The American Monthly Magazine, Volume 6 (Google eBook)

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M. Bancroft, J. Wiley, and G. and C. and H. Carvill, 1835 - American literature
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Page 70 - The elfin cast a glance around, As he lighted down from his courser toad, Then round his breast his wings he wound, And close to the river's brink he strode ; He sprang on a rock, he breathed a prayer...
Page 67 - Some to the sun their insect wings unfold, Waft on the breeze, or sink in clouds of gold; Transparent forms, too fine for mortal sight, Their fluid bodies half dissolved in light.
Page 74 - Flag of the free heart's hope and home, By angel hands to valor given ! Thy stars have lit the welkin dome, And all thy hues were born in heaven. Forever float that standard sheet ! Where breathes the foe but falls before us, With Freedom's soil beneath our feet, And Freedom's banner streaming o'er us ! JOSEPH RODMAN DRAKE.
Page 68 - Your jailer a spider huge and grim, Amid the carrion bodies to lie, Of the worm, and the bug, and the murdered fly; These it had been your lot to bear, Had a stain been found on the earthly fair. Now list, and mark our mild decree— Fairy, this your doom must be: VIII.
Page 68 - The winds are whist, and the owl is still, The bat in the shelvy rock is hid, And naught is heard on the lonely hill But the cricket's chirp and the answer shrill Of the gauze-winged katy-did; And the plaint of the wailing whip-poor-will Who mourns unseen, and ceaseless sings, Ever a note of wail and wo, Till morning spreads her rosy wings, And earth and sky in her glances glow.
Page 68 - The stars are on the moving stream, And fling, as its ripples gently flow, A burnished length of wavy beam In an eel-like, spiral line below...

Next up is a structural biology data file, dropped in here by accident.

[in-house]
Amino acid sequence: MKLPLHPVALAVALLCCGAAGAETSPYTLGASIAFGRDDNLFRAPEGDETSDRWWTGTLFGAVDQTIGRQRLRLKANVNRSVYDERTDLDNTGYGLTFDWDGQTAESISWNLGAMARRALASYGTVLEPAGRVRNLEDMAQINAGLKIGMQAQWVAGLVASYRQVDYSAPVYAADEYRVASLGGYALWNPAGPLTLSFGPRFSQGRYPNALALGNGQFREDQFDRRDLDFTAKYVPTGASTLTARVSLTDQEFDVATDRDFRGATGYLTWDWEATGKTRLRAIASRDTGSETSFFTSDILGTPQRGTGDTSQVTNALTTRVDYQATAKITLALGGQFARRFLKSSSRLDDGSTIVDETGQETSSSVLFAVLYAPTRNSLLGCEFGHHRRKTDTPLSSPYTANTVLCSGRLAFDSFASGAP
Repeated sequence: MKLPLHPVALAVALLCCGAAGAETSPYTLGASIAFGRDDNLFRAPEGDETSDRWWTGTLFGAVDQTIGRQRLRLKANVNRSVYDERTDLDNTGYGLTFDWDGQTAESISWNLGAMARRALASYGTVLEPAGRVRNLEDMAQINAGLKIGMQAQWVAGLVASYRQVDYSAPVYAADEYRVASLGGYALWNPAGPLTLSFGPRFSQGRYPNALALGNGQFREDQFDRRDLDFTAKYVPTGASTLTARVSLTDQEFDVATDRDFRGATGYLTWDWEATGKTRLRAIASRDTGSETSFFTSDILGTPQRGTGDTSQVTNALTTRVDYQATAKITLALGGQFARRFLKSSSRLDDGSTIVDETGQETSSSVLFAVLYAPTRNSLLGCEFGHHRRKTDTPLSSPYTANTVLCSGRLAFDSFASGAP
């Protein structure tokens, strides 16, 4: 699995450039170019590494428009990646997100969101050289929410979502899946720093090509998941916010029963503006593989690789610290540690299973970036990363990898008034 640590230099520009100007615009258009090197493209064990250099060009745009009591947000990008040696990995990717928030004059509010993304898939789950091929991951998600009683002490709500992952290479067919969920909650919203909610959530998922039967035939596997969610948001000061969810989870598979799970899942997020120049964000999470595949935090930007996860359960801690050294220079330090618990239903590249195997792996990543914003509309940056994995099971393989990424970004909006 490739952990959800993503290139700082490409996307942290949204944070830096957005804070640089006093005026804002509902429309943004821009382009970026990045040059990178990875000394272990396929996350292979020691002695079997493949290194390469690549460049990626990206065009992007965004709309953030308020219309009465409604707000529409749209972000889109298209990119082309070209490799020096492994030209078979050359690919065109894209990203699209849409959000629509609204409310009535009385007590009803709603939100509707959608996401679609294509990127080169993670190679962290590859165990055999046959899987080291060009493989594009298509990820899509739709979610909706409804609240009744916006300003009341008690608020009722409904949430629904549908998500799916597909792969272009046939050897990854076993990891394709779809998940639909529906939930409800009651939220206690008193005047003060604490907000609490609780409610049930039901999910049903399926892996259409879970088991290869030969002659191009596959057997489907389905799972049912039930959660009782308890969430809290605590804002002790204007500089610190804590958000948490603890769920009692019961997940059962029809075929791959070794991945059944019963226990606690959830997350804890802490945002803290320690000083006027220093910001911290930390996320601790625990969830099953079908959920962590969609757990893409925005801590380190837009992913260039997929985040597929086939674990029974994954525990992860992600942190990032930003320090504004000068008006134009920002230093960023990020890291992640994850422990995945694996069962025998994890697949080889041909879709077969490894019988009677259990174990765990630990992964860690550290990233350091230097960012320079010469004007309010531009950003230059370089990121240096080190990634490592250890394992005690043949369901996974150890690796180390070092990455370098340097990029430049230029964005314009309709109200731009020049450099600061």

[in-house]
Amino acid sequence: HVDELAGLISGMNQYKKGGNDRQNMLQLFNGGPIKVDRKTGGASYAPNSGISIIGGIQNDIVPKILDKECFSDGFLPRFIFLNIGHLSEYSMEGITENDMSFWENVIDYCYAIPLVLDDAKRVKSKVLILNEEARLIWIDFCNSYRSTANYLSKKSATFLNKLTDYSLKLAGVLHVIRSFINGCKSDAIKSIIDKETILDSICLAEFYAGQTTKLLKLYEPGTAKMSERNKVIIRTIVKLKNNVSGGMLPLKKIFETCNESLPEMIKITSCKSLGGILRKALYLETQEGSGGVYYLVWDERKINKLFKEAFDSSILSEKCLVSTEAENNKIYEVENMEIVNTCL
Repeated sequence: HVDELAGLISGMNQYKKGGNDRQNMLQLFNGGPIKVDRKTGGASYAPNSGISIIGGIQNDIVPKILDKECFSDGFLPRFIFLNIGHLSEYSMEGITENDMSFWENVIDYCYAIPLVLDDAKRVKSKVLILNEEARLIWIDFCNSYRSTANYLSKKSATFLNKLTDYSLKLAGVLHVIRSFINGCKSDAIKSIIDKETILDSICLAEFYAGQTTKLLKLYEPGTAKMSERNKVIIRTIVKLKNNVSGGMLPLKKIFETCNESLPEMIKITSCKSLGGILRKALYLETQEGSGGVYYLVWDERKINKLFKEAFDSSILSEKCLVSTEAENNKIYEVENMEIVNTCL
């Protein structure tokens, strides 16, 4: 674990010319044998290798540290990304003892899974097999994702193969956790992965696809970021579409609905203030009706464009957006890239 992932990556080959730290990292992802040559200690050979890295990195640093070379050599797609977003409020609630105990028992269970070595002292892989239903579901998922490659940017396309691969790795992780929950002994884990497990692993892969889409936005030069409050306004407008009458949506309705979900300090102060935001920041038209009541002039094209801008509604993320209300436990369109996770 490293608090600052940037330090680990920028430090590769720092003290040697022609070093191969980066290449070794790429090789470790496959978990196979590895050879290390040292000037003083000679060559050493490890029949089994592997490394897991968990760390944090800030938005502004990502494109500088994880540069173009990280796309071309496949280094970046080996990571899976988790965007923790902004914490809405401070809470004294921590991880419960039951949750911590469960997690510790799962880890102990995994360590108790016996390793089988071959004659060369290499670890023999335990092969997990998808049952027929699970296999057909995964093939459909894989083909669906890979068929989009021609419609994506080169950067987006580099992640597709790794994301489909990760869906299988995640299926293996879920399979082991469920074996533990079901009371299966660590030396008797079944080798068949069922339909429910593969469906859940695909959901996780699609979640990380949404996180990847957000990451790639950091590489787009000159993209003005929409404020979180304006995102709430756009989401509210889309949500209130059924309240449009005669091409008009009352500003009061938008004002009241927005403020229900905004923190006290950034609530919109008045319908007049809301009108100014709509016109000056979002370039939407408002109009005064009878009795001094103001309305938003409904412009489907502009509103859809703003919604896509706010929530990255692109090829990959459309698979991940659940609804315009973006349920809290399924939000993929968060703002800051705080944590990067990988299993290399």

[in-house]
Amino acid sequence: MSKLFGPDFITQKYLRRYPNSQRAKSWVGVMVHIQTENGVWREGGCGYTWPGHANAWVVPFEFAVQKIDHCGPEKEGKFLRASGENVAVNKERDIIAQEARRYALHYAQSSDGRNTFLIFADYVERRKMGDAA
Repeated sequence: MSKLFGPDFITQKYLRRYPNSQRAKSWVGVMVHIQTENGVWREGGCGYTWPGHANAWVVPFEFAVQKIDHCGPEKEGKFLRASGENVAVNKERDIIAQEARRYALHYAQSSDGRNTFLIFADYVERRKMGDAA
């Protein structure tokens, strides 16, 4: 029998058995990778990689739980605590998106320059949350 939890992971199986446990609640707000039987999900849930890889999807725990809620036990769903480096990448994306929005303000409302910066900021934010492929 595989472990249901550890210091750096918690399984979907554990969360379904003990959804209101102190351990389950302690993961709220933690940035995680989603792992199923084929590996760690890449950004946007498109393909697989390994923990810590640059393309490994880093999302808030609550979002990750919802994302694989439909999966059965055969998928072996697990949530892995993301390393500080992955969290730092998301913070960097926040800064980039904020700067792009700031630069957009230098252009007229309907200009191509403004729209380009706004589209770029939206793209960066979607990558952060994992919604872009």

Page 71 - They crouched them close in the darksome shade, They quaked all o'er with awe and fear, For they had felt the blue-bent blade, And writhed at the prick of the elfin spear ; Many a time, on a summer's night, When the sky was clear and the moon was bright, They had been roused from the haunted ground...
Page 67 - Tis the middle watch of a summer's night,— The earth is dark, but the heavens are bright; Naught is seen in the vault on high But the moon, and the stars, and the cloudless sky, And the flood which rolls its milky hue, A river of light on the welkin blue. The moon looks down on old Cro'nest; She mellows the shades on his shaggy breast, And seems his huge gray form to throw In a silver cone on the wave below.
Page 69 - If the spray-bead gem be won, The stain of thy wing is washed away; But another errand must be done Ere thy crime be lost for aye : Thy flame-wood lamp is quenched and dark, — Thou must re-illume its spark. Mount thy steed and spur him high To the heaven's blue canopy; And when thou seest a shooting star, Follow it fast, and follow it far — The last faint spark of its burning train Shall light the elfin lamp again. Thou hast heard our sentence, fay; Hence ! to the water-side, away...
Page 70 - Thither he ran, and he bent him low, He heaved at the stern and he heaved at the bow. And he pushed her over the yielding sand, Till he came to the verge of the haunted land. She was as lovely a...

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